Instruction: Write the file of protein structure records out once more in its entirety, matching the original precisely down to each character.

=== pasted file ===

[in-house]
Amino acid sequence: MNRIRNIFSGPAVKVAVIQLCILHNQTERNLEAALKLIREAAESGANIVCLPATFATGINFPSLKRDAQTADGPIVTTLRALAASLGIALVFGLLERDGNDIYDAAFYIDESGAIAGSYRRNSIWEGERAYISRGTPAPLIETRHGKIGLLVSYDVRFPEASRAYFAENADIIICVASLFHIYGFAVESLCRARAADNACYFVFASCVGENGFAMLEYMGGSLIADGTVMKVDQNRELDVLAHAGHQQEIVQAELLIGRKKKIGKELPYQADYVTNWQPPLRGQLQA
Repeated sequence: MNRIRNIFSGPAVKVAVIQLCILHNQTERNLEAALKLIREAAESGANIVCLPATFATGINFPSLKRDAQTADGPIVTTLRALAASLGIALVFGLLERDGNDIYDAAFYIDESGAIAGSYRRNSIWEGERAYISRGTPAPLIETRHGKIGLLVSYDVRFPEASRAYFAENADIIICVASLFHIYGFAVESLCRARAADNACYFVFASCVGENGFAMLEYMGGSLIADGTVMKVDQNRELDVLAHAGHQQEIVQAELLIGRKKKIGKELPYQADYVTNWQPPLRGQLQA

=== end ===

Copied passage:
[in-house]
Amino acid sequence: MNRIRNIFSGPAVKVAVIQLCILHNQTERNLEAALKLIREAAESGANIVCLPATFATGINFPSLKRDAQTADGPIVTTLRALAASLGIALVFGLLERDGNDIYDAAFYIDESGAIAGSYRRNSIWEGERAYISRGTPAPLIETRHGKIGLLVSYDVRFPEASRAYFAENADIIICVASLFHIYGFAVESLCRARAADNACYFVFASCVGENGFAMLEYMGGSLIADGTVMKVDQNRELDVLAHAGHQQEIVQAELLIGRKKKIGKELPYQADYVTNWQPPLRGQLQA
Repeated sequence: MNRIRNIFSGPAVKVAVIQLCILHNQTERNLEAALKLIREAAESGANIVCLPATFATGINFPSLKRDAQTADGPIVTTLRALAASLGIALVFGLLERDGNDIYDAAFYIDESGAIAGSYRRNSIWEGERAYISRGTPAPLIETRHGKIGLLVSYDVRFPEASRAYFAENADIIICVASLFHIYGFAVESLCRARAADNACYFVFASCVGENGFAMLEYMGGSLIADGTVMKVDQNRELDVLAHAGHQQEIVQAELLIGRKKKIGKELPYQADYVTNWQPPLRGQLQA